Once you’ve gotten the offer: negotiate away, ladies. Our 250,000+ data points show success when women take a proactive role in negotiating their worth. In brand management, for example, fewer women attempt to negotiate their offers, but their post-negotiation compensation shows increases twice that of their male peers. No matter who you are, visit the Career Explorer to learn how much your peers are earning. Being knowledgeable about the compensation you deserve will help you in MBA job offer negotiations.

MBA graduates working in the Consumer Packaged Goods industry – which consists of both consumer product and food/beverage/tobacco companies – account for the largest segment of brand management positions. While household products take the focus of most MBAs, there are opportunities within the world of luxury and high fashion. In fact, NYU’s Stern School of Business offers a track focusing on luxury brand marketing and University of London luxury brand management students spend their time in the fashion capitals of Europe.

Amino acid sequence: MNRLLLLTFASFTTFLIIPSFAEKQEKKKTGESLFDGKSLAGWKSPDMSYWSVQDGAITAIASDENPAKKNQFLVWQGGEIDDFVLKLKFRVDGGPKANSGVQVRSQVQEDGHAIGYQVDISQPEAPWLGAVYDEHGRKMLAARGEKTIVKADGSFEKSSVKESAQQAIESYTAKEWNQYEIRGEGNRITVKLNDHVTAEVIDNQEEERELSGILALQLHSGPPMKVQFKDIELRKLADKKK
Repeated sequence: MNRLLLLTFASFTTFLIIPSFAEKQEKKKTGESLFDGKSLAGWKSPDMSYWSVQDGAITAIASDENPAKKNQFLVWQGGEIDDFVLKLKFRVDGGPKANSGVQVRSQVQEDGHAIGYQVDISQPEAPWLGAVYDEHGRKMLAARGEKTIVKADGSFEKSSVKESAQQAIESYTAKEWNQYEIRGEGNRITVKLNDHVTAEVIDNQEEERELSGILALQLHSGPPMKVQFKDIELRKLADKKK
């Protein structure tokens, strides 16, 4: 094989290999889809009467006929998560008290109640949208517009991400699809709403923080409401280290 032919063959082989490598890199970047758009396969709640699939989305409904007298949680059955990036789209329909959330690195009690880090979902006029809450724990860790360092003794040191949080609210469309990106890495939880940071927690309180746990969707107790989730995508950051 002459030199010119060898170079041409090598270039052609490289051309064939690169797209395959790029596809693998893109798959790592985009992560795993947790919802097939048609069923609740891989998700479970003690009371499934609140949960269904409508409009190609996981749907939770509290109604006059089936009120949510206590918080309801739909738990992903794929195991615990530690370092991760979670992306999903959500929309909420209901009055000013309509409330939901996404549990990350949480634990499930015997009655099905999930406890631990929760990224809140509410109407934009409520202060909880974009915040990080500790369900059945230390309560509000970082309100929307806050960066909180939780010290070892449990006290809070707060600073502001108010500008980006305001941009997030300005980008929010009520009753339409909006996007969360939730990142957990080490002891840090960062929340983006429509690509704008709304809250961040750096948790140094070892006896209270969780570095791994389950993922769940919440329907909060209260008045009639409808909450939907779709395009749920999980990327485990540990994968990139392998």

Industry Breakdown
Consumer Products45
Food – Beverage – Tobacco9
Consulting2
Automotive2
Retail2
Pharmaceutical2

Considering the Consumer Packaged Goods industry scoops up so many post-MBA brand managers, it’s no surprise that prevalent companies in this space are household names. When considering companies for employment, seek out those who have a commitment to your professional growth and relevancy and strong collaboration between functions. Some popular employers can be compared below, and you can view a full list of employers and their compensation and satisfaction ratings on the Career Explorer.

Total CompensationAverage SalaryAverage Signing Bonus
General Mills$162,413$104,500$25,833
Georgia Pacific$122,500$95,000$20,000
Kraft Heinz$160,075$105,625$23,750
Tyson Foods$126,253$100,000$17,500

MBA degrees are commonly used to switch career paths, and 2 out of 3 MBA students use their new degree to switch both their function and industry. If you want to use an MBA to pivot into brand management, it may be a smoother transition than you think. One experienced brand manager states that having pre-MBA experience with marketing, sales, or brand management isn’t required. Leadership and general management skills are critical, but can be honed in any pre-MBA functional area. While you don’t need to be in incoming marketing guru, she does suggest using publications such as Ad Age and Brandweek to stay up to date with industry trends.